Column: Suggesting ’27 Words’ Before Election

April 20, 2017 | 14 Comments

[Opinion column written by Larry Burchall]

Theresa May’s snap decision to call a General Election in June in the UK, got me thinking about Bermuda.

With the OBA down to 17 guaranteed votes in a House of Assembly where 19 votes constitutes a Parliamentary majority; with six economic ‘fundamentals’ still not lining up to pull Bermuda out of its nine-year recession; with the next General Election less than twelve months away; who to vote for in Bermuda’s upcoming General Election is an avalanche issue.

By mid-February next year [2018], votes will have been cast. A national decision will have been made.

So who should get your vote? I cannot give you a full and easy answer. There are too many factors rumbling around.

However, my partial answer is that you should vote for the Party that displays the wisdom and political discipline to break completely from the recent past and forge a better way forward.

The break? The Party seeking power after February 2018 [sooner if a General Election is called before 17th December 2017] makes one small amendment to the Government Loans Act, 1978.

The suggested amendment is highlighted and is completely self-explaining.

Government Loans Act, 1978.

Authority of Minister of Finance to borrow

2 [1] The Minister may, in such manner and on such terms and conditions as may be agreed with the lenders, borrow sums within the limit established by section 2A:

[2, added new] Before borrowing such sums, the Minister shall inform the Legislature and shall get the approval of the Legislature before entering into any agreement to borrow such sums.

[3, renumbered] Any agreement between the Minister and a lender under the powers conferred by subsection [1] shall be made in the name of the Government and shall be signed by the Minister or, if so authorized in writing by the Minister, by the Registrar.

[4, renumbered] As soon as practicable after the execution of an agreement under this section the Minister shall inform the Legislature. Etc……

Under Bermuda’s existing thirty-nine year old law, any Minister for Finance can borrow any amount that he or she chooses. Bermuda’s Finance Minister is not required to get anyone’s specific permission or agreement beforehand.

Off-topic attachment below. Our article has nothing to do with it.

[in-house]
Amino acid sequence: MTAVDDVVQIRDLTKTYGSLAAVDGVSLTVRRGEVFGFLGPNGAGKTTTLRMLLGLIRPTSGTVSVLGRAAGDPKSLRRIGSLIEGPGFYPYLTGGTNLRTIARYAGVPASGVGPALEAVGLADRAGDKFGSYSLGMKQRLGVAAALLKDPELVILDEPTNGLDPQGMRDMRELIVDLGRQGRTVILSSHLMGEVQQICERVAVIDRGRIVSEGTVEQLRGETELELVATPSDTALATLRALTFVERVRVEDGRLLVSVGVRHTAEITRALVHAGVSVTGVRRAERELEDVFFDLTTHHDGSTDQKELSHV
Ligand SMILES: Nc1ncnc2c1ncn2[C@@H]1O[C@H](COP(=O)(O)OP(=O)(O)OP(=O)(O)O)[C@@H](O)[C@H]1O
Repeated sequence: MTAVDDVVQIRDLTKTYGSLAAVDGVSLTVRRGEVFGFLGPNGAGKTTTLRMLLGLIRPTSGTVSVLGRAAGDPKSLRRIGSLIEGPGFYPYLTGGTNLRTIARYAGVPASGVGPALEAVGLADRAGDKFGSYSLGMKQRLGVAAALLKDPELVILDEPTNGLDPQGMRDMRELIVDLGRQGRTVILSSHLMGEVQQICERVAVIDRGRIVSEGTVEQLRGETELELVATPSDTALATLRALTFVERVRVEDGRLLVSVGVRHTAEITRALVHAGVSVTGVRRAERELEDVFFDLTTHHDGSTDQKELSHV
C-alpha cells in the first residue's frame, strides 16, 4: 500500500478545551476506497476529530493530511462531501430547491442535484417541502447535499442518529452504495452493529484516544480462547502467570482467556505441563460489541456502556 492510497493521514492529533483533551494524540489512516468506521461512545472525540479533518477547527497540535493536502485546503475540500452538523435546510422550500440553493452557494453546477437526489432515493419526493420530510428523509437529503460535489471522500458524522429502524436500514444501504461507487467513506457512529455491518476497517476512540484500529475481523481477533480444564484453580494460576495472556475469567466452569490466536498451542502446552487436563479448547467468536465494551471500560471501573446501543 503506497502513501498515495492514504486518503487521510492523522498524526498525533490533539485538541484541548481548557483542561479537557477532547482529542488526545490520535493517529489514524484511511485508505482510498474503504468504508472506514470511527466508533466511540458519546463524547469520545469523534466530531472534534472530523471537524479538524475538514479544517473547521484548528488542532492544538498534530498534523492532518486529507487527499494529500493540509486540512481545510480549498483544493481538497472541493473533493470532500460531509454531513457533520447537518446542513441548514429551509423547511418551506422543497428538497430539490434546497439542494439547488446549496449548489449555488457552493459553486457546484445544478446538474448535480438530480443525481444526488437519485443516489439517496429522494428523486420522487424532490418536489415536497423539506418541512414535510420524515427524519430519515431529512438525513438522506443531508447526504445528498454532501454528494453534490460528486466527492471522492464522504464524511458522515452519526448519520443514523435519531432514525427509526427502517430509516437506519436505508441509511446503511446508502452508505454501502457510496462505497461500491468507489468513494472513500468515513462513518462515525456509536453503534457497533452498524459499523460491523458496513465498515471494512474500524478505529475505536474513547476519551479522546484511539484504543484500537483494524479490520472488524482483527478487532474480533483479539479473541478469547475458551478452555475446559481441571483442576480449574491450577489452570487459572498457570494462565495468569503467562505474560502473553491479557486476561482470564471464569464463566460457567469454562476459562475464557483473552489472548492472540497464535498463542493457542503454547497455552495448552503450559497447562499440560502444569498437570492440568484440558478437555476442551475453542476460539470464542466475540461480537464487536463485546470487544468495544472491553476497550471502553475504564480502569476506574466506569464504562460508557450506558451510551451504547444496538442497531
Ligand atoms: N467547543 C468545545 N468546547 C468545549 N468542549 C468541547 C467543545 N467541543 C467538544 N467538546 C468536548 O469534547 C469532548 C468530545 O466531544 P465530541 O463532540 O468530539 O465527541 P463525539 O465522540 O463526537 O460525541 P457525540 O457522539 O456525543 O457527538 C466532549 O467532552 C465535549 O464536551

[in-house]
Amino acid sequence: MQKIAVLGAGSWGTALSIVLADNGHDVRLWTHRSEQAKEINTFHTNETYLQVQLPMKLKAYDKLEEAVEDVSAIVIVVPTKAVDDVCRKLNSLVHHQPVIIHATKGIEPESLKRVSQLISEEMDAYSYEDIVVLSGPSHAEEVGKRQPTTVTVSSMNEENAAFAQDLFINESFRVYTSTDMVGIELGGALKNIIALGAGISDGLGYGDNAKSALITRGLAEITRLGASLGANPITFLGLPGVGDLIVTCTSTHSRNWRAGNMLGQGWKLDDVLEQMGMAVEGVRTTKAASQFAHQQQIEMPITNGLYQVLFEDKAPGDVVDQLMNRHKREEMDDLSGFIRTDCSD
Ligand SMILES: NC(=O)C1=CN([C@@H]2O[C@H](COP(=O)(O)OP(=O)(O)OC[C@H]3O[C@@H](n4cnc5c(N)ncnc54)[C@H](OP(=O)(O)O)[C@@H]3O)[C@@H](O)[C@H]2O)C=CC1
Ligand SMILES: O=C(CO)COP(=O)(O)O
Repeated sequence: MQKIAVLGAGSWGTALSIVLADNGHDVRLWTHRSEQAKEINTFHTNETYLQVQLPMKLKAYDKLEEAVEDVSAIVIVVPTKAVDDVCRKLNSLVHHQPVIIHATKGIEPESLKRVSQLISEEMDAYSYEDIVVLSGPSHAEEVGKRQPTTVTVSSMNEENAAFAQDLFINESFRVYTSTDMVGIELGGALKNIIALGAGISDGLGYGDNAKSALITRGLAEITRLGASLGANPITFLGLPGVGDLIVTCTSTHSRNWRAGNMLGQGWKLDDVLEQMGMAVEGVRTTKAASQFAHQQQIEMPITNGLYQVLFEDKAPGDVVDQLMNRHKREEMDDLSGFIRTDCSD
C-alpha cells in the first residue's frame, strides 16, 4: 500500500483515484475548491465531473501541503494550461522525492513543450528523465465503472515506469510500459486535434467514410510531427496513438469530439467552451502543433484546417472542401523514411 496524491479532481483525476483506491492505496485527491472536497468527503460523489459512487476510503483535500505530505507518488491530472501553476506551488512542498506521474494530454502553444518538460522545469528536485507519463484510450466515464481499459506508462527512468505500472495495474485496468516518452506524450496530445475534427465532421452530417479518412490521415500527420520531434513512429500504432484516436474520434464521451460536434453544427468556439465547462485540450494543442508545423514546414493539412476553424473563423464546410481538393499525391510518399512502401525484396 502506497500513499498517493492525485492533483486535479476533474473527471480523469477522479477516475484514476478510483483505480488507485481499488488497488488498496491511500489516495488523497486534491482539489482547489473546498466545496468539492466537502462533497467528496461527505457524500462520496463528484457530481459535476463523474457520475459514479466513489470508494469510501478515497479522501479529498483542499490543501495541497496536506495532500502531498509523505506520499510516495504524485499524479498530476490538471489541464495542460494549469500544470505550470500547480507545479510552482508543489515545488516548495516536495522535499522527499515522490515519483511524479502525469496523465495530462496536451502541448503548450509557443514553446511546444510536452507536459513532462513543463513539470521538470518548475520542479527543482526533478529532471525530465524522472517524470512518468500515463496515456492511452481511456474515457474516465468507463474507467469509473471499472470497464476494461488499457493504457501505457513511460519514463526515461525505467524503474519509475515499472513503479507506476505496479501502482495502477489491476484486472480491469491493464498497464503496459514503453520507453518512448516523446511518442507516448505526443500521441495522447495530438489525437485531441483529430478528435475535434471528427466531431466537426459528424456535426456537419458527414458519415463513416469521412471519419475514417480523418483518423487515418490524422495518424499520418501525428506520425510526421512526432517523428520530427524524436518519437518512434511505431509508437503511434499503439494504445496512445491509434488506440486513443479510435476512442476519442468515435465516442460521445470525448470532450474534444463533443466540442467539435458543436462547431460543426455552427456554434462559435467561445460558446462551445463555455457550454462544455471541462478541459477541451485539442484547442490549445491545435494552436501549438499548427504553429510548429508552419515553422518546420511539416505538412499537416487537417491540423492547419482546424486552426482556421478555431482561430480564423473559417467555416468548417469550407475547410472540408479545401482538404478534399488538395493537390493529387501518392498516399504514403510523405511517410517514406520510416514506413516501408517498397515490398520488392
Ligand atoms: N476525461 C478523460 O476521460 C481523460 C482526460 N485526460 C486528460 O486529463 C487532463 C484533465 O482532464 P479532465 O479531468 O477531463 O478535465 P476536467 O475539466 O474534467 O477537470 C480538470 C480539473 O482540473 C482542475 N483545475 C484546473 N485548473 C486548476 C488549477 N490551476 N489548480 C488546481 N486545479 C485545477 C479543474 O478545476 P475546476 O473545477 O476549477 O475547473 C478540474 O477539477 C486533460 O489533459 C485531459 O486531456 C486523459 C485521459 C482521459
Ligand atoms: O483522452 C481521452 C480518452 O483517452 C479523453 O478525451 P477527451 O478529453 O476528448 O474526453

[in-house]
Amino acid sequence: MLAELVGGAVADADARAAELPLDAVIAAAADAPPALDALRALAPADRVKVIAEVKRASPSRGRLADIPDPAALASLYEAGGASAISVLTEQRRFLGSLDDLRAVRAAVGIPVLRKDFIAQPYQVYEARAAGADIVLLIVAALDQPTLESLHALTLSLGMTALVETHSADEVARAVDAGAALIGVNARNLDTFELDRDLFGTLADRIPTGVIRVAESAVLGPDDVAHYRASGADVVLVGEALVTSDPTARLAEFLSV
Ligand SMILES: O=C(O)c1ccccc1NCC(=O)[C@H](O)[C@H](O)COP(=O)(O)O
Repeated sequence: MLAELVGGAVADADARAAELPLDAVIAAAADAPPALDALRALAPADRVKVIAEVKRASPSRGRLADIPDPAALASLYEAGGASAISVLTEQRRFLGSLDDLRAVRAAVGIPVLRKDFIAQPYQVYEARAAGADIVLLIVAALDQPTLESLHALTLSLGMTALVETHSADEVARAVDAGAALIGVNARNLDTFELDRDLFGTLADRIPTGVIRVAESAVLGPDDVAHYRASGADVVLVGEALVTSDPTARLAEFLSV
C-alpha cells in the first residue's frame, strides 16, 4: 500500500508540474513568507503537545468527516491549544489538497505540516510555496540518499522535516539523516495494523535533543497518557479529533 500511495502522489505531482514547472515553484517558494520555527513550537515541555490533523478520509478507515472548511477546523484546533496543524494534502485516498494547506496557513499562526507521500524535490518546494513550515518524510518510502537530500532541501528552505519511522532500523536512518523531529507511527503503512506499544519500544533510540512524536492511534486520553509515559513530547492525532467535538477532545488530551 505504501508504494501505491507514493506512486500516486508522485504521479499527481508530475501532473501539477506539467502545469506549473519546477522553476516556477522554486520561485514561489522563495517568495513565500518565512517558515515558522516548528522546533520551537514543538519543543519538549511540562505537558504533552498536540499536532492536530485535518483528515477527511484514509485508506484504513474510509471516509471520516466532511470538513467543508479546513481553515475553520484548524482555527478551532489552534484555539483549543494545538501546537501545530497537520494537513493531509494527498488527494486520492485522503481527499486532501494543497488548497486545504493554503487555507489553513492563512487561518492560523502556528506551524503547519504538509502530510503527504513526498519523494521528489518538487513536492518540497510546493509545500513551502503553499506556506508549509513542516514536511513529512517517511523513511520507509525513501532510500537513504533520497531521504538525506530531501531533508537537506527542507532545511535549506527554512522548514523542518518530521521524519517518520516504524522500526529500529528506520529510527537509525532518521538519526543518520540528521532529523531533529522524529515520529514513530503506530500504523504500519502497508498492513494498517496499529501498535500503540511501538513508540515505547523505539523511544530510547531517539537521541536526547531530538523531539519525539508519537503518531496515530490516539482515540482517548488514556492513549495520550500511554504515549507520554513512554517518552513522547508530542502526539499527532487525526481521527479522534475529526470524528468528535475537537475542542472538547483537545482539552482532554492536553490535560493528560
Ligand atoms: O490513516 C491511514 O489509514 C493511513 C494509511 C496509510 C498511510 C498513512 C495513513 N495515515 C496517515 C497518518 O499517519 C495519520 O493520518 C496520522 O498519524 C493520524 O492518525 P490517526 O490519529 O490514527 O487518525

This lack of control of is wrong. In April 2017, Bermuda’s incredibly high gross National Debt [$2.484bn, 252% of actual Revenue, and 41% of GDP] and consequential dangerously high Nanci feeding cost of $509,860 a day proves how wrong that law is.

This Table shows how many times Finance Ministers Seven and Eight flew overseas, borrowed from foreign lenders, flew back, and only then TOLD us what additional fresh debt we Bermudians now owed to foreign lenders.

Finance Ministers has borrowed Bermuda April 2017

Between June 10th 2004 and October 1st 2016, Finance Ministers Seven and Eight borrowed a grand total of $3.57 billion and dumped the responsibility for repaying that Debt on us 50,000 on-Island Bermudians and any non-Bermudians who are working here.

Fourteen times in twelve years – on average, every 300 days – one or other of the two Ministers borrowed then dumped!

Apart from gender and political affiliation, the only difference between the Ministers, is that Minister Eight at least told us beforehand that he would borrow.

But simply telling us is insufficient.

No household, no small business, no big business, no nation, can operate with an uncontrolled Chief Financial Officer – unless that entity intends to self-destruct.

Those twenty-seven words would force every Finance Minister to rise in the House; explain why there is a need to borrow; what she/he seeks to borrow; what he intends to do with the borrowed money; and how and over what timeframe he/she proposes to pay back the borrowed funds.

That requirement gives Parliament the right and ability to question and then support or not support. It also gives Bermuda’s debt-repaying electorate an opportunity to express their full feelings before getting dumped with more debt. In response to the Minister’s request to borrow, the electorate can surround the House of Assembly; march in the streets; camp on their MP’s doorstep; petition or call their MP; or take whatever other group or individual action deemed likely to succeed.